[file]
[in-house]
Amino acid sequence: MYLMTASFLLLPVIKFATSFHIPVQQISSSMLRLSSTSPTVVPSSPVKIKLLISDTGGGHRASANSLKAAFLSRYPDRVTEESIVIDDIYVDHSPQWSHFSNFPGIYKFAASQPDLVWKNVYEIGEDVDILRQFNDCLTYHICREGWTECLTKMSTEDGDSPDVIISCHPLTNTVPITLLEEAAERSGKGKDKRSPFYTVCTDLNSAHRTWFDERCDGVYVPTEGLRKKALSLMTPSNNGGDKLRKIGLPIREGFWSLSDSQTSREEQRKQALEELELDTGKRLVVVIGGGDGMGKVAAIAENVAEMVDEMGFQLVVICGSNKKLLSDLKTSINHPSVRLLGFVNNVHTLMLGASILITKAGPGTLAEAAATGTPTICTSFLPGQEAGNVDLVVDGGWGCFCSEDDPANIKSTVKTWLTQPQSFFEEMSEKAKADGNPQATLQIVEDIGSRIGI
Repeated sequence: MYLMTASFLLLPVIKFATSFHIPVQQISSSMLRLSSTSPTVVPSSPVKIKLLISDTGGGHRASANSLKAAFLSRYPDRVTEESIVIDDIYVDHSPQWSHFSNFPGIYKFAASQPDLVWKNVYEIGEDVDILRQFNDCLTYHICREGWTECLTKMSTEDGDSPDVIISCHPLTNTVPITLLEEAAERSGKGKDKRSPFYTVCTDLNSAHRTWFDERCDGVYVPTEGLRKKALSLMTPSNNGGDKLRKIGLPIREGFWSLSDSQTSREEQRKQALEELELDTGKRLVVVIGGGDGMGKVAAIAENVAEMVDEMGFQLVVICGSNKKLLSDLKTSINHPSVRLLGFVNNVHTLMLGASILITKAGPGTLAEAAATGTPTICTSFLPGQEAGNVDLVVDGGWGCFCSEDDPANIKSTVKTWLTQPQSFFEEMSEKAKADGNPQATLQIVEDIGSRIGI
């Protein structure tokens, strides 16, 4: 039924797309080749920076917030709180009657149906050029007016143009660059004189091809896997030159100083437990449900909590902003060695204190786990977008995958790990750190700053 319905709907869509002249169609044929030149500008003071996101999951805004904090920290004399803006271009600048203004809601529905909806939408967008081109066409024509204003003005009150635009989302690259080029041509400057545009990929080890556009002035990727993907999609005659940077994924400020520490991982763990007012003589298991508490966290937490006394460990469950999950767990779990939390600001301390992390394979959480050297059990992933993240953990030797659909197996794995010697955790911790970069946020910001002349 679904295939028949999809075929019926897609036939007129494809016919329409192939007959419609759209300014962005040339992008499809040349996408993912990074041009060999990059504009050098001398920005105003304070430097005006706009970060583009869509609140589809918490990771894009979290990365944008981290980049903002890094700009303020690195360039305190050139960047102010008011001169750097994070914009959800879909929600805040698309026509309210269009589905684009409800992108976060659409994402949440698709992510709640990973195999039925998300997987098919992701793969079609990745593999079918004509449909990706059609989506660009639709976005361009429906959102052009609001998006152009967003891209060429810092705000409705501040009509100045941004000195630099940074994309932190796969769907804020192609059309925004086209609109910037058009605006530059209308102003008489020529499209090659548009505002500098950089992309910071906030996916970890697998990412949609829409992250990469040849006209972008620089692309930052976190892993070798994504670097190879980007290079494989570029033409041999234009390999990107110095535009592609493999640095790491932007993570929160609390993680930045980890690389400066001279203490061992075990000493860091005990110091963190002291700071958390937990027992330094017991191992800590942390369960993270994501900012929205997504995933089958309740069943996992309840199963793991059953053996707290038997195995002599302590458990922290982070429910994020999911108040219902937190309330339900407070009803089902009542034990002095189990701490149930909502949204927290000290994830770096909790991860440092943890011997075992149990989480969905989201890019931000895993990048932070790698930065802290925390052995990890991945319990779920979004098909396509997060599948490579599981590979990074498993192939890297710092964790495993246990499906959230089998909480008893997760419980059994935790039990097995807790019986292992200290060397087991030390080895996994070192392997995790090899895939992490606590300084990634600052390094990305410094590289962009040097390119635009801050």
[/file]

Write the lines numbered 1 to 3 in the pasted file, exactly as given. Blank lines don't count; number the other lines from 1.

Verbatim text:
[in-house]
Amino acid sequence: MYLMTASFLLLPVIKFATSFHIPVQQISSSMLRLSSTSPTVVPSSPVKIKLLISDTGGGHRASANSLKAAFLSRYPDRVTEESIVIDDIYVDHSPQWSHFSNFPGIYKFAASQPDLVWKNVYEIGEDVDILRQFNDCLTYHICREGWTECLTKMSTEDGDSPDVIISCHPLTNTVPITLLEEAAERSGKGKDKRSPFYTVCTDLNSAHRTWFDERCDGVYVPTEGLRKKALSLMTPSNNGGDKLRKIGLPIREGFWSLSDSQTSREEQRKQALEELELDTGKRLVVVIGGGDGMGKVAAIAENVAEMVDEMGFQLVVICGSNKKLLSDLKTSINHPSVRLLGFVNNVHTLMLGASILITKAGPGTLAEAAATGTPTICTSFLPGQEAGNVDLVVDGGWGCFCSEDDPANIKSTVKTWLTQPQSFFEEMSEKAKADGNPQATLQIVEDIGSRIGI
Repeated sequence: MYLMTASFLLLPVIKFATSFHIPVQQISSSMLRLSSTSPTVVPSSPVKIKLLISDTGGGHRASANSLKAAFLSRYPDRVTEESIVIDDIYVDHSPQWSHFSNFPGIYKFAASQPDLVWKNVYEIGEDVDILRQFNDCLTYHICREGWTECLTKMSTEDGDSPDVIISCHPLTNTVPITLLEEAAERSGKGKDKRSPFYTVCTDLNSAHRTWFDERCDGVYVPTEGLRKKALSLMTPSNNGGDKLRKIGLPIREGFWSLSDSQTSREEQRKQALEELELDTGKRLVVVIGGGDGMGKVAAIAENVAEMVDEMGFQLVVICGSNKKLLSDLKTSINHPSVRLLGFVNNVHTLMLGASILITKAGPGTLAEAAATGTPTICTSFLPGQEAGNVDLVVDGGWGCFCSEDDPANIKSTVKTWLTQPQSFFEEMSEKAKADGNPQATLQIVEDIGSRIGI